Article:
Though Republican election officials in battleground states sought to dampen voter turn out of traditionally Democratic voters through by instituting identification requirements and limiting early voting hours, a new analysis of census data by the Associated Press shows that African Americans “voted at a higher rate than other minority groups in 2012 and by most measures surpassed the white turnout for the first time.”
More significantly, the battleground states of Ohio, Pennsylvania, Virginia, Florida and Colorado would have tipped in favor of Romney, handing him the presidency if the outcome of other states remained the same.
African Americans outperformed their voter share, representing 13 percent of total votes cast in 2012
while making up 12 percent of the population — despite facing great obstacles to exercising the franchise.
A poll conducted by Hart Research poll immediately after the election reported that 22 percent of African-Americans waited 30 minutes or more to vote, compared to just 9 percent of white voters. A more thorough analysis from Massachusetts Institute of Technology confirmed that black and hispanic voters waited nearly twice as long to vote as whites. In Florida, home to the longest lines, at least 201,000 people may have been deterred from voting by the long waits.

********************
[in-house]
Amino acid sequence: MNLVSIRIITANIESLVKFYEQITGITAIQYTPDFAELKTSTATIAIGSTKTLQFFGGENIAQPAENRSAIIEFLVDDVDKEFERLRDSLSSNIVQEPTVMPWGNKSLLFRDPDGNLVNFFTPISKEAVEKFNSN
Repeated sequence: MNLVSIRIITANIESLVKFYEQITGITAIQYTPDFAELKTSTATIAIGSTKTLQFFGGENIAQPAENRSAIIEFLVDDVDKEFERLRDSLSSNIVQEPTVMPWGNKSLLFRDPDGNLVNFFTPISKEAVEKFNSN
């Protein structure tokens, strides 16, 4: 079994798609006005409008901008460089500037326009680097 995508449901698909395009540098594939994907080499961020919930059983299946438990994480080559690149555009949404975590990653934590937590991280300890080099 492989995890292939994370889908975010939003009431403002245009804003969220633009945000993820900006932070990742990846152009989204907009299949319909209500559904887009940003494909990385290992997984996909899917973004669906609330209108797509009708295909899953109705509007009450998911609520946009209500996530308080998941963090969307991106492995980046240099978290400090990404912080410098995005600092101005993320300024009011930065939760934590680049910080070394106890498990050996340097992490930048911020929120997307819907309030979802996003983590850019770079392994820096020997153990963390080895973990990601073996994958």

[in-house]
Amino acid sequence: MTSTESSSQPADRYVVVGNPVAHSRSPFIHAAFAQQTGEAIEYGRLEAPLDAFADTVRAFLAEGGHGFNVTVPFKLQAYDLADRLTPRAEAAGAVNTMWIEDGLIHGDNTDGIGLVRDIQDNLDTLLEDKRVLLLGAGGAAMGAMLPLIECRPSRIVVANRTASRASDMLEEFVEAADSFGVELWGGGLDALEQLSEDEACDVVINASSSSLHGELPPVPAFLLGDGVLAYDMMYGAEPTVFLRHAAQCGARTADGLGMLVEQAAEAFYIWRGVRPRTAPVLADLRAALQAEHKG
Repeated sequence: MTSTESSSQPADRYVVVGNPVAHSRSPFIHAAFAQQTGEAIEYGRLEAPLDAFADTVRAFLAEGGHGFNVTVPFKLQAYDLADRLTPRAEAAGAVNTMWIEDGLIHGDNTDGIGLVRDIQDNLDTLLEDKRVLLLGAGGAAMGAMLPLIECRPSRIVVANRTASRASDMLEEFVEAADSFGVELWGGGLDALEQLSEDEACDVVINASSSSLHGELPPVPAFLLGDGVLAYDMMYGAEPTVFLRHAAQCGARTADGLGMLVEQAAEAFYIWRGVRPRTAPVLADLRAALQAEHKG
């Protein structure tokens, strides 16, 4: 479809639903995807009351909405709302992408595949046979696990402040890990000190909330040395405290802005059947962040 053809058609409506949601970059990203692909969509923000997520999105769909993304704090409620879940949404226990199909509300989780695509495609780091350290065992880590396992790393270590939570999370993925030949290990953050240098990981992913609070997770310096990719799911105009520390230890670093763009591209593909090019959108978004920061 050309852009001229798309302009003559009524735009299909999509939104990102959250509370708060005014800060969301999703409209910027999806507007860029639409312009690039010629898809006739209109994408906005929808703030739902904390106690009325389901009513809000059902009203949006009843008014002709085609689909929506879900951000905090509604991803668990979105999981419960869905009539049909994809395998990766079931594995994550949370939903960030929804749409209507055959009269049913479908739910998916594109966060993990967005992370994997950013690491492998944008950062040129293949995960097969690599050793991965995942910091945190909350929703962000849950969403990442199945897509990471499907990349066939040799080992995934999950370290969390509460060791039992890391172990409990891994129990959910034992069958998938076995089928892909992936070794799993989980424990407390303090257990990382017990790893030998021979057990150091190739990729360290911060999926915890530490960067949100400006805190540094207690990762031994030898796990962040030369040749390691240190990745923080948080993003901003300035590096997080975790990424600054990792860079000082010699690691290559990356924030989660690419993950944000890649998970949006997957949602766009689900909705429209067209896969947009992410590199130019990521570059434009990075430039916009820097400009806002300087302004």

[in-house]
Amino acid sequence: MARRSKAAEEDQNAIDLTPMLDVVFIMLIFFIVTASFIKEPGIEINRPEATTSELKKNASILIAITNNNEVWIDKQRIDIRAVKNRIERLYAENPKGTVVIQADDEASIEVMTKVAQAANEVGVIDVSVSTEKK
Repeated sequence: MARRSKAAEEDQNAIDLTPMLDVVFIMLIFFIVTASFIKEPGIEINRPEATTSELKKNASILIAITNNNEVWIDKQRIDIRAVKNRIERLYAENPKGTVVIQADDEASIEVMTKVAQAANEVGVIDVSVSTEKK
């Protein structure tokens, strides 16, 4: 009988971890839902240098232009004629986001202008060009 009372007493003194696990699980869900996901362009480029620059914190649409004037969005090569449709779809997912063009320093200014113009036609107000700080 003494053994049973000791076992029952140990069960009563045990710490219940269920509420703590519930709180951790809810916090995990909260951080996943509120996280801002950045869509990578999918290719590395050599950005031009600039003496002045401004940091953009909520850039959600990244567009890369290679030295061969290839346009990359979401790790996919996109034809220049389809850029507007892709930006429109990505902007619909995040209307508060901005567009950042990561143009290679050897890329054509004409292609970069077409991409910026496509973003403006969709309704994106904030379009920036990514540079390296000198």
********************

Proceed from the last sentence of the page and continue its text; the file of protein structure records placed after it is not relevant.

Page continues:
Black youth was also far more likely to be asked to show ID, a study by professors at the University of Chicago and Washington University in St. Louis found, and many did not even try to vote because they lacked the required identification.
There were hints in Mr. Obama’s speech of potential fault lines in the debate. He declared, for example, that there must be a path to citizenship for illegal immigrants “from the outset.” That would seem at odds with the assertion by some senators that citizenship must be tied to tighter border security.
Although Mr. Obama did not say it in his speech, the White House is also proposing that the United States treat same-sex couples the same as other families, meaning that people would be able to use their relationship as a basis to obtain a visa.
Mr. Obama offered a familiar list of proposals: tightening security on borders, cracking down on employers who hire undocumented workers and temporarily issuing more visas to clear the huge backlog of people applying for legal status in the country.
His speech, on the heels of the bipartisan Senate proposal, sets the terms for one of the year’s landmark legislative debates. These are only the opening steps in a complicated dance, and the effort could still founder, as did the effort to overhaul immigration laws in the George W. Bush administration.
But the flurry of activity underscores the powerful new momentum behind an overhaul of the immigration system, after an election that dramatized the vulnerability of Republicans on the issue, with Mr. Obama piling up lopsided majorities over Mitt Romney among Hispanic voters.